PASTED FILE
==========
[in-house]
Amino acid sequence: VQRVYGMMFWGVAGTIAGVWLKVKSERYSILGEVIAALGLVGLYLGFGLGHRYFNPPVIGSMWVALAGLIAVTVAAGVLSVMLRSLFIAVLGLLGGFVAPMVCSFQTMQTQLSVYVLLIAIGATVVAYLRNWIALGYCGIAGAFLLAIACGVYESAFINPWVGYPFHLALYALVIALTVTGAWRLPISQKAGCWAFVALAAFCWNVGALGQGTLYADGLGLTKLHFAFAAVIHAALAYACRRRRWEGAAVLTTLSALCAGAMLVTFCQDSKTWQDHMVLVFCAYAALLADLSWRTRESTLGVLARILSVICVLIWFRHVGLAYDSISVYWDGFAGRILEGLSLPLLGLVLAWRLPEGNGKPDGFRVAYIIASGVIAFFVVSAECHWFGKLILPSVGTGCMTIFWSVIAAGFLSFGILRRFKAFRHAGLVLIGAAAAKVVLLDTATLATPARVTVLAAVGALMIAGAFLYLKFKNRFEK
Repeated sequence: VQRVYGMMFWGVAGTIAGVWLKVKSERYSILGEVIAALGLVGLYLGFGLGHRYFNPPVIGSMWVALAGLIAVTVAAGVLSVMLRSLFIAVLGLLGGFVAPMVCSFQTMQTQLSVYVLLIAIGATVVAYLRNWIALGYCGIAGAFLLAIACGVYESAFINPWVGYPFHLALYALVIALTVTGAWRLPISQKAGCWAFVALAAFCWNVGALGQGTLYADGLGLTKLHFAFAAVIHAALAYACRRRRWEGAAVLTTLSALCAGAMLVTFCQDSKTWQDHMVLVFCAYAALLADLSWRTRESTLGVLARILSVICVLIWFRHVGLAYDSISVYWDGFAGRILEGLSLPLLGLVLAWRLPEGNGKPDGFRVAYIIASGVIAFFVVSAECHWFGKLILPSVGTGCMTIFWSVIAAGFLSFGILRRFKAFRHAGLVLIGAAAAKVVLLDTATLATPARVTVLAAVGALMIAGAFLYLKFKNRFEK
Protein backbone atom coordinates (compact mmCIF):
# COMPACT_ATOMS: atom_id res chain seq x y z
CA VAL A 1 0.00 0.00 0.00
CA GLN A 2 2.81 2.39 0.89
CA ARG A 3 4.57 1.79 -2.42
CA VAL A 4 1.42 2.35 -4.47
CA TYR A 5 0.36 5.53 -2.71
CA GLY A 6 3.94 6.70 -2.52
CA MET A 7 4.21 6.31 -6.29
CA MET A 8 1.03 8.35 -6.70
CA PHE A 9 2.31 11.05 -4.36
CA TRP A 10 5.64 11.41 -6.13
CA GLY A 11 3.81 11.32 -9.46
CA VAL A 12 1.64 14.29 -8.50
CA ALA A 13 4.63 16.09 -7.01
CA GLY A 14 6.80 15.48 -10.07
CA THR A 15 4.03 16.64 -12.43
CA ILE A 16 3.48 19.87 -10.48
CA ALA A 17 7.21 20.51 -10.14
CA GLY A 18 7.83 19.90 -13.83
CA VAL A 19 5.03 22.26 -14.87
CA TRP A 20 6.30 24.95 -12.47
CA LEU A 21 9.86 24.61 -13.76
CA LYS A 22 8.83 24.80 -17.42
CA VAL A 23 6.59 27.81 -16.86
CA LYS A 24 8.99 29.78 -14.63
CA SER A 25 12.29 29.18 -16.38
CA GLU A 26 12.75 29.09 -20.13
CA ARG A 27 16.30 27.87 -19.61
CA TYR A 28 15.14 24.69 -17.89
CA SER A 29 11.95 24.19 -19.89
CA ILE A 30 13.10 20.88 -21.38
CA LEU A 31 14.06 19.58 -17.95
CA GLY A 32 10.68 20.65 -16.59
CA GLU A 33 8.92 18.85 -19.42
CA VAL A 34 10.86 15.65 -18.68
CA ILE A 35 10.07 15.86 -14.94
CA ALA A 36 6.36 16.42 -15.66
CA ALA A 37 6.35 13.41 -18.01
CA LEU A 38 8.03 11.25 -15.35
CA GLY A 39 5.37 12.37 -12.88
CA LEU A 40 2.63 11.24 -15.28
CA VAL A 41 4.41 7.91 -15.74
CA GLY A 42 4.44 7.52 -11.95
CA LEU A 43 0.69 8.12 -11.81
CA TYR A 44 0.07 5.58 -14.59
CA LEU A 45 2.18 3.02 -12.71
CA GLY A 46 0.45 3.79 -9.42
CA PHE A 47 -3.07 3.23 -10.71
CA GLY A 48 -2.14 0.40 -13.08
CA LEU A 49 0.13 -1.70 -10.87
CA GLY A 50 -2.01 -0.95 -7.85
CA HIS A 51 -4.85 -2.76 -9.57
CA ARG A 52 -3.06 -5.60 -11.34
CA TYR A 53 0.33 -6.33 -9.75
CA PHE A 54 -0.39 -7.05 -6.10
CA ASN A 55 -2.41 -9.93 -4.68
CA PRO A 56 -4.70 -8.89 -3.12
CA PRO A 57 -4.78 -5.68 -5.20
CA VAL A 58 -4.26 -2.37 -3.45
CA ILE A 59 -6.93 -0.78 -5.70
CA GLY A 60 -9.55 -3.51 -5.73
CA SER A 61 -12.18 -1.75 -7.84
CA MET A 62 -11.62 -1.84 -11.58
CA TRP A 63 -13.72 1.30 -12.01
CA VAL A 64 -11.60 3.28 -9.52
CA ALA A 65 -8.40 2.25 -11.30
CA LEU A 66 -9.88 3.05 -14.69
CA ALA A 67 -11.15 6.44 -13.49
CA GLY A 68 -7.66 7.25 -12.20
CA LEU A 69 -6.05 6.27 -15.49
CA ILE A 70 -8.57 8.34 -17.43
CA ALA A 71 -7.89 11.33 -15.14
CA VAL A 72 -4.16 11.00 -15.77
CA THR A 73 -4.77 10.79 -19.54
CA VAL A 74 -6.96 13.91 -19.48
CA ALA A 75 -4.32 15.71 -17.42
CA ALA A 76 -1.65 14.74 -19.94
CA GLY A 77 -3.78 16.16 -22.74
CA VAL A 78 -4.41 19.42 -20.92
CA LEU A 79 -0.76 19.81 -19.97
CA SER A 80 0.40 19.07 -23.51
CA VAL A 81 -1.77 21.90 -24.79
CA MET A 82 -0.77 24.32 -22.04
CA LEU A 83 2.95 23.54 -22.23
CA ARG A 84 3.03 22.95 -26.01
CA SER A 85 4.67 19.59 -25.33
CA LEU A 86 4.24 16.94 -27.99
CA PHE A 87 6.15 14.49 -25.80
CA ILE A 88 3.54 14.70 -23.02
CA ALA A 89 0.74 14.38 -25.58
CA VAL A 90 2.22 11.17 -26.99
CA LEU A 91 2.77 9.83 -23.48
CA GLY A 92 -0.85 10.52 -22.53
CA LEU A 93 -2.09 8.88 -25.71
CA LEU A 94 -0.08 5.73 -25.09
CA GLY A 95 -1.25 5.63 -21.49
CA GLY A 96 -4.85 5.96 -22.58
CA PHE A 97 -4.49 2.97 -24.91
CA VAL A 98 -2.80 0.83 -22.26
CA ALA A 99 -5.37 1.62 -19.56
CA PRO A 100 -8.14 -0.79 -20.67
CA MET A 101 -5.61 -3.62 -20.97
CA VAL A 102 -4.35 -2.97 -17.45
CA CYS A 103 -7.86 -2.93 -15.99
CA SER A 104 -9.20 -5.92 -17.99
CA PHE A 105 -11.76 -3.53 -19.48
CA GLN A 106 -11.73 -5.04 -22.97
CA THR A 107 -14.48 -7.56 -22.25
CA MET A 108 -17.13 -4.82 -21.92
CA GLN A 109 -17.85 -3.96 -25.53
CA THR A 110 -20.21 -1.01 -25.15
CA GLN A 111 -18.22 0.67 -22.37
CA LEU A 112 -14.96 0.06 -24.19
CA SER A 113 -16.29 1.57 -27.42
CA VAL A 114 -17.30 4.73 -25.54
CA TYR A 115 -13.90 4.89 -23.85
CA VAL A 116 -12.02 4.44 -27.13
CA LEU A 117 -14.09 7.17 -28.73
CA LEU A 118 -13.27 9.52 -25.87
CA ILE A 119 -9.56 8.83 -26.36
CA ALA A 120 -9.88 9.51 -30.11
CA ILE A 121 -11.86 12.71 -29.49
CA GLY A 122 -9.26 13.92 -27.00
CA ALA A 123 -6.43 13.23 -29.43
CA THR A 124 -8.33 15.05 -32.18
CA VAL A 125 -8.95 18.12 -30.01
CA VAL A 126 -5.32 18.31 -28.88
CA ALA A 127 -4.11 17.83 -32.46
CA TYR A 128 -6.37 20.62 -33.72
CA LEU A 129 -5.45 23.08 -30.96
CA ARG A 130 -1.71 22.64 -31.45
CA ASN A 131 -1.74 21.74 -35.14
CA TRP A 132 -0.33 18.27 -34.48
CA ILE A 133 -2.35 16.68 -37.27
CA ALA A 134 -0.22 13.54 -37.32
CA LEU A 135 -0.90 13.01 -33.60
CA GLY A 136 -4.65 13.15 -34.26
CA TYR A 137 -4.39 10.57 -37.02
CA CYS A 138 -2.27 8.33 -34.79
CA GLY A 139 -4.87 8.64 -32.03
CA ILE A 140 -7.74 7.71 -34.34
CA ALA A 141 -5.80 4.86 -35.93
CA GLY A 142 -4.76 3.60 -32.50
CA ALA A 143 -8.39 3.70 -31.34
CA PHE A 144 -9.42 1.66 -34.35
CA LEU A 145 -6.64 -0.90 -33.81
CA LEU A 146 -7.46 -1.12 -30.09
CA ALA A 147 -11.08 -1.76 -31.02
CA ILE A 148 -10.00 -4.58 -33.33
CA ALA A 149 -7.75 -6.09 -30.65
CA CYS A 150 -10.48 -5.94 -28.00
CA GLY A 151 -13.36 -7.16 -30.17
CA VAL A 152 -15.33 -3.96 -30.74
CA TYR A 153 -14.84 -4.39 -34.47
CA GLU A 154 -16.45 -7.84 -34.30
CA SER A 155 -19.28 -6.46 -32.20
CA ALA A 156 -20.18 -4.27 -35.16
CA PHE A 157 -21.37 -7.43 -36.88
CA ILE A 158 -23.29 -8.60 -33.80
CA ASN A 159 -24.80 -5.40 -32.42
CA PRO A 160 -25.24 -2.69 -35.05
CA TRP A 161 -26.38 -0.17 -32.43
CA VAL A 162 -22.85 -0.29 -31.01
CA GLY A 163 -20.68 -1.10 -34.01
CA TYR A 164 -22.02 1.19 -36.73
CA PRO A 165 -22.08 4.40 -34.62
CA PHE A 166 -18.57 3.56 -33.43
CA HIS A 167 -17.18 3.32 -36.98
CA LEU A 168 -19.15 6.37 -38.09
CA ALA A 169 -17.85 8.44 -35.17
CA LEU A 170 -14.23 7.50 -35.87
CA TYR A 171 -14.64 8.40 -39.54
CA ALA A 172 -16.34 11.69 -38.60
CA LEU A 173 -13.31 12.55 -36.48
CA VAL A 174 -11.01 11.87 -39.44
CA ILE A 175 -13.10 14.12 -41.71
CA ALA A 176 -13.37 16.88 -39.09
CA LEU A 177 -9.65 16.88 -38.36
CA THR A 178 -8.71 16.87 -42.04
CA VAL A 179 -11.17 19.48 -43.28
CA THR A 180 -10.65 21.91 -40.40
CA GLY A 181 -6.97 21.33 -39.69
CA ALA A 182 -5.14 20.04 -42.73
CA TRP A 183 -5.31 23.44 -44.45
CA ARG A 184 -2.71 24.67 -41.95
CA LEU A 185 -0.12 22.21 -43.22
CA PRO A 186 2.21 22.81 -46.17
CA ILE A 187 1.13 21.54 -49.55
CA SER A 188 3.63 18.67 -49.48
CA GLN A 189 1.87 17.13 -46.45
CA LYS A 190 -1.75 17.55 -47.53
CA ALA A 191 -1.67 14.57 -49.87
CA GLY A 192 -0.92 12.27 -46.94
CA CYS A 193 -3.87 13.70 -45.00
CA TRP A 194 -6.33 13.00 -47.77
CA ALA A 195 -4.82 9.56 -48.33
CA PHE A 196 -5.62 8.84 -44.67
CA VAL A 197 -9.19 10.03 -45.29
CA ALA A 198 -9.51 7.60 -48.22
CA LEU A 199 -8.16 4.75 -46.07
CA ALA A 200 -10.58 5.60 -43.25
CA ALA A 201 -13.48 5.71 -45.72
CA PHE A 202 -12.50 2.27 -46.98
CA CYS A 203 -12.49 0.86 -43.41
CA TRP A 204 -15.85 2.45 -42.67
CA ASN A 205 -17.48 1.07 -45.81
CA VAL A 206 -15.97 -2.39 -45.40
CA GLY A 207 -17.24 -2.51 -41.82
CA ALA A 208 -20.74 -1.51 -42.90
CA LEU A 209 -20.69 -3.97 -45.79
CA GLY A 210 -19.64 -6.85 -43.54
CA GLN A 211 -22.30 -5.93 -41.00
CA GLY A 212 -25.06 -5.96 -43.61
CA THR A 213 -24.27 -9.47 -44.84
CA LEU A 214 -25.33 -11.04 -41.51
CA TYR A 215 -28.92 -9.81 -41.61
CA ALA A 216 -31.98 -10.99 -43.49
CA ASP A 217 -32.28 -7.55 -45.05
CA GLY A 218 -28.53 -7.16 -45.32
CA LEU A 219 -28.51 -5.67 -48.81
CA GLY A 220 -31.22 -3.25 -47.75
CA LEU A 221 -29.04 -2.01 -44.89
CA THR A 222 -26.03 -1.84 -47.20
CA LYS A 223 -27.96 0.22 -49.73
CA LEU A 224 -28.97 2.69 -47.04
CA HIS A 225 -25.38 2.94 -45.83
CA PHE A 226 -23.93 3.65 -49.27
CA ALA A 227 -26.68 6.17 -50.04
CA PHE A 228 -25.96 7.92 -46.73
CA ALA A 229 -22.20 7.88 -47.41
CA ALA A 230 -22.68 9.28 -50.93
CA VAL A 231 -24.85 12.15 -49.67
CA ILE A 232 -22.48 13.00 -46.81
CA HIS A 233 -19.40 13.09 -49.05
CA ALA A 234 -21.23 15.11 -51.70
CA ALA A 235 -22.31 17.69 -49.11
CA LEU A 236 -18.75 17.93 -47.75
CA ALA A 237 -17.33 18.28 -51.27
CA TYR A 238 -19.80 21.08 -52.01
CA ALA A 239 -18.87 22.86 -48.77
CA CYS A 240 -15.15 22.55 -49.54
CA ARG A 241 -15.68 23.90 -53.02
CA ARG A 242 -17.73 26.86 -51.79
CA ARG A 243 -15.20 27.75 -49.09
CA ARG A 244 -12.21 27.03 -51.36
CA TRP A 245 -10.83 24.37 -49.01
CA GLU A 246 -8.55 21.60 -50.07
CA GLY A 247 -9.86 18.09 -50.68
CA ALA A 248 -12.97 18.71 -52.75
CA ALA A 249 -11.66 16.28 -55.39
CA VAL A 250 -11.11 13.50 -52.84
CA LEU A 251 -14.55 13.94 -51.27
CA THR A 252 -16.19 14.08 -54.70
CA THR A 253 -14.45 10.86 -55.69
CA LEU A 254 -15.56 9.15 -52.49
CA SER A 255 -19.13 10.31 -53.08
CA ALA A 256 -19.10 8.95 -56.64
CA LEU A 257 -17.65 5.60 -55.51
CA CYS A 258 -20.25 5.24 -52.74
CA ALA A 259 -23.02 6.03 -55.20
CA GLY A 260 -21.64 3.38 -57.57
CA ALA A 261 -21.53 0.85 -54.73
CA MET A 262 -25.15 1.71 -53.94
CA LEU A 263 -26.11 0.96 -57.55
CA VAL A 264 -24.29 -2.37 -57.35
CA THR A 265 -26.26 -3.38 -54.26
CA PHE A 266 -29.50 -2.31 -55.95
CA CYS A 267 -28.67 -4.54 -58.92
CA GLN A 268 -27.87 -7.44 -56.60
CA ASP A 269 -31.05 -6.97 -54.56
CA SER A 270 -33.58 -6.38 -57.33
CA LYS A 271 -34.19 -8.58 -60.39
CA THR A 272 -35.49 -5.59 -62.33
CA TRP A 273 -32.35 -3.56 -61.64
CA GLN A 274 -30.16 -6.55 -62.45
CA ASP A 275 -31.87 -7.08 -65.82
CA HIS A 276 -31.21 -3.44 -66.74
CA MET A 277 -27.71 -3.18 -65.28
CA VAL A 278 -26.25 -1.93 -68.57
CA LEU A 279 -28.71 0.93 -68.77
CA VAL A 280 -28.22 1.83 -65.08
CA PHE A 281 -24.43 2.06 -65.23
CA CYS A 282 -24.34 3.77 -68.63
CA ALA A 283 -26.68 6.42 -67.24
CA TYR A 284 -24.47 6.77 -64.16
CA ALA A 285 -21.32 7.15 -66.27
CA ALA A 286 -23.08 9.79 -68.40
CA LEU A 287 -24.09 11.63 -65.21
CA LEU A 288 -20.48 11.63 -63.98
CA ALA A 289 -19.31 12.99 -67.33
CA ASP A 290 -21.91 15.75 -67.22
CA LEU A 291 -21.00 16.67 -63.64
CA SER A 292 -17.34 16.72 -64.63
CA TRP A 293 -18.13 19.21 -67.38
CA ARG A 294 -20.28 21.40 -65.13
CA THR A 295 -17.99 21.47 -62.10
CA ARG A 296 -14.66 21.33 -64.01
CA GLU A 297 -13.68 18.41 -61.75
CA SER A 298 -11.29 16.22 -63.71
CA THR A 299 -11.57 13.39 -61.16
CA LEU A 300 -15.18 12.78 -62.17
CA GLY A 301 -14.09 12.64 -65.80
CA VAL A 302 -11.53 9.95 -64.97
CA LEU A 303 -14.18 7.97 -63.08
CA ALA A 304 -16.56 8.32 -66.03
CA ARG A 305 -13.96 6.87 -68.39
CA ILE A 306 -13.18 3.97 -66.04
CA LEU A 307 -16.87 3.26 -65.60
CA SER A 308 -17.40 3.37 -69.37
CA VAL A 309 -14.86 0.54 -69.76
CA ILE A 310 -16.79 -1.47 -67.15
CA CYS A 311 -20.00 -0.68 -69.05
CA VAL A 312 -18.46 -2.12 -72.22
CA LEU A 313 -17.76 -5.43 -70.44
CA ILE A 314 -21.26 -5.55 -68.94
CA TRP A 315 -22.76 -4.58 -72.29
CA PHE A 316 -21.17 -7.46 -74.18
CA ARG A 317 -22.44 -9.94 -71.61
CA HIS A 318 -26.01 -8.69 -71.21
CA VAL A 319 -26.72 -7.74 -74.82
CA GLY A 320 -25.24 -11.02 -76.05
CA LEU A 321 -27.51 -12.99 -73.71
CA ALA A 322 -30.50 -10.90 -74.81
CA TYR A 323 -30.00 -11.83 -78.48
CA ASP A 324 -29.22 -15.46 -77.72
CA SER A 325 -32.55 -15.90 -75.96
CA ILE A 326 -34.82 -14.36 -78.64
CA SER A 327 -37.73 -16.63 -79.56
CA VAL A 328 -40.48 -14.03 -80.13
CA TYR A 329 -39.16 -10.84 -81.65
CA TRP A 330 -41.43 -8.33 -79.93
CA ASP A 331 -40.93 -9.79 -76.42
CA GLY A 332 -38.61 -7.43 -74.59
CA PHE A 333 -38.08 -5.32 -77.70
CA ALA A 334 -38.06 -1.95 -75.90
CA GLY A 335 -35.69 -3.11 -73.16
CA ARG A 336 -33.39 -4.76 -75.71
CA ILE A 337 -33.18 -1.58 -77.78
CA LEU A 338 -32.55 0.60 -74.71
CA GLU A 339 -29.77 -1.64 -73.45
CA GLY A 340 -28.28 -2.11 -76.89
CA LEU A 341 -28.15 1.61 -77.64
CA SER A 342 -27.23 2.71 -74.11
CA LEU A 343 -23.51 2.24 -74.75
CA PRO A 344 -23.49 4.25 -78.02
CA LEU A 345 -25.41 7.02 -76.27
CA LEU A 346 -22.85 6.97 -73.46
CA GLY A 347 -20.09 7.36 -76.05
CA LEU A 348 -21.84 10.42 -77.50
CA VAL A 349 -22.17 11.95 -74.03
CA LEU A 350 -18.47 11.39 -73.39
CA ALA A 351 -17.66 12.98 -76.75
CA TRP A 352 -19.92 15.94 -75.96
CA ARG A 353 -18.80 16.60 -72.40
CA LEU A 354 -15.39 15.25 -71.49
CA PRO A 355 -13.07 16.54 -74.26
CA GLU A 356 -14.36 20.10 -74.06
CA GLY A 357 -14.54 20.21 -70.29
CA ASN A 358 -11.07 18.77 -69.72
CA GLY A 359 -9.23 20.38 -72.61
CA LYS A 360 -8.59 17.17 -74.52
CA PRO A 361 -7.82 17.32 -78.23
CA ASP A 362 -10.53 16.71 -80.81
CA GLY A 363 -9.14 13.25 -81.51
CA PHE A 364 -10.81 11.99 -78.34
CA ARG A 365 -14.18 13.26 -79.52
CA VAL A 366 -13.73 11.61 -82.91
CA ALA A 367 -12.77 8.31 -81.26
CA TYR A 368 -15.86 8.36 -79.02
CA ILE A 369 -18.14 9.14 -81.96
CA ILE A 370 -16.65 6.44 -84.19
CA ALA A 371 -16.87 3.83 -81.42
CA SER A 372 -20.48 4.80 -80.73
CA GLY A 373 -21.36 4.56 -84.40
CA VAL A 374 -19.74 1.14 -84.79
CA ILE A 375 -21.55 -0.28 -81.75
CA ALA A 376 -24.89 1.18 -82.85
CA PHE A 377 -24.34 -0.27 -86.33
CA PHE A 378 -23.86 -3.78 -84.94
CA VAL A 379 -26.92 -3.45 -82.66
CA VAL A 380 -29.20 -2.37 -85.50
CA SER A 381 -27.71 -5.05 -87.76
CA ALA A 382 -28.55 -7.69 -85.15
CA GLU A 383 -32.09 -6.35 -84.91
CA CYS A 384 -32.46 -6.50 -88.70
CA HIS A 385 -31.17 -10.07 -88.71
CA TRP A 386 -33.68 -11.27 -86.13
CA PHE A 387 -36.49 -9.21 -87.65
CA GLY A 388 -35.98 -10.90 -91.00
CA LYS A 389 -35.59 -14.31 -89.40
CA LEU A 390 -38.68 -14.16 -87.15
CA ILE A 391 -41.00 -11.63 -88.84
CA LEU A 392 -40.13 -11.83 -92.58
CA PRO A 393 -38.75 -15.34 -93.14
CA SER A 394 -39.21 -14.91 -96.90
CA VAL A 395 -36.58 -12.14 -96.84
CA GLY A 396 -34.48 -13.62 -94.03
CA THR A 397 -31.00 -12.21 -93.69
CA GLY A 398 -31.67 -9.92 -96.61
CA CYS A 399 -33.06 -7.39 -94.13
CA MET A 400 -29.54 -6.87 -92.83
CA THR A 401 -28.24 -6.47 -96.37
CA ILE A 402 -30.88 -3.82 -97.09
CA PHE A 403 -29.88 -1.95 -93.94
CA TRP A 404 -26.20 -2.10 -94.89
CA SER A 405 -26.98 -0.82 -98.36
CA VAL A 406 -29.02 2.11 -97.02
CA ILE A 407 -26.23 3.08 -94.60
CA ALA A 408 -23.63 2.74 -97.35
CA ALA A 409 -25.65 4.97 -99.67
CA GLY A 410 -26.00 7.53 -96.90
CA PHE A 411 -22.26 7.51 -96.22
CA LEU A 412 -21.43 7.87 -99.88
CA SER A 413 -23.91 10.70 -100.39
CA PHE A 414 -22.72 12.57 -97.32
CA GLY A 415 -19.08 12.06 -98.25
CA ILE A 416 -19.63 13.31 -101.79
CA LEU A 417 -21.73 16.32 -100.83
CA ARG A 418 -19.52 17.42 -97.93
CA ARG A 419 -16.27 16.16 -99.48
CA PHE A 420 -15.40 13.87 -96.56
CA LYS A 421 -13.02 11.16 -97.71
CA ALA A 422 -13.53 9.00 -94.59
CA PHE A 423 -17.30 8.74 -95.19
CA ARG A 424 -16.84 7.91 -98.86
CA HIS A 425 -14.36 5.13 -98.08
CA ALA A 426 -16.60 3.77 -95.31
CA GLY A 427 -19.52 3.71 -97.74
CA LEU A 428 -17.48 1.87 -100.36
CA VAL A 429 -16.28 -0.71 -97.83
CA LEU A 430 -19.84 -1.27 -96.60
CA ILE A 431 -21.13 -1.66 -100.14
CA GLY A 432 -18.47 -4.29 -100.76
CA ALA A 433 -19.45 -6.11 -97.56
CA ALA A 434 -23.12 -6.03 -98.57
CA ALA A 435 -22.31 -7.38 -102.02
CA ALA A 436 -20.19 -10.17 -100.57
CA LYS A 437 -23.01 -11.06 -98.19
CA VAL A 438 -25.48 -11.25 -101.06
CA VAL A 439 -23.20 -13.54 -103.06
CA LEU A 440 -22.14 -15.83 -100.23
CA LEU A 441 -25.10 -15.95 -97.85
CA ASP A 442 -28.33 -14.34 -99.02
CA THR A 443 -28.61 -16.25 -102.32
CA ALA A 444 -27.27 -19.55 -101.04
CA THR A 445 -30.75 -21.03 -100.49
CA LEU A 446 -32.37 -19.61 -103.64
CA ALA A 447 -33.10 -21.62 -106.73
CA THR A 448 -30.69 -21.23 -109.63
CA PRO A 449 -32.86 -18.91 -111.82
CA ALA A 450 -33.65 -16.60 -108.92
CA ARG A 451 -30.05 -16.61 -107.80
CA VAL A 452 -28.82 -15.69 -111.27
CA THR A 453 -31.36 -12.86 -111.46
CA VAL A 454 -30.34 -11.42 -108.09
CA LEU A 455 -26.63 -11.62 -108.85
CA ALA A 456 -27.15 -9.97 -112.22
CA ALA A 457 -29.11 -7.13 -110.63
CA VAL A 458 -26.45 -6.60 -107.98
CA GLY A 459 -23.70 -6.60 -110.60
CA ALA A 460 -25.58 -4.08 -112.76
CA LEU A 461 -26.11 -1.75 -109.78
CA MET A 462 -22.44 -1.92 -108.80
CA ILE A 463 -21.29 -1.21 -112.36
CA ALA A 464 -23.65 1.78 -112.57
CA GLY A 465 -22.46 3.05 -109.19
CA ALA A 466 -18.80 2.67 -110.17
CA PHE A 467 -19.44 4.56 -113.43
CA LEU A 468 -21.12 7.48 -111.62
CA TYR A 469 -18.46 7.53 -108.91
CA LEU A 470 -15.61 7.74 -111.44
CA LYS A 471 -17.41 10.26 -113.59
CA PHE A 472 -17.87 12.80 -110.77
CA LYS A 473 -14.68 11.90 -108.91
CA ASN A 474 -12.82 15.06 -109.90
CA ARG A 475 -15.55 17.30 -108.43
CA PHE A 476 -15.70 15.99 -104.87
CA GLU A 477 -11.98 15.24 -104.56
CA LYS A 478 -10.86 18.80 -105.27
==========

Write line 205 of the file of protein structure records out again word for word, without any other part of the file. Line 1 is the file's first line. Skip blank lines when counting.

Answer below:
CA ALA A 200 -10.58 5.60 -43.25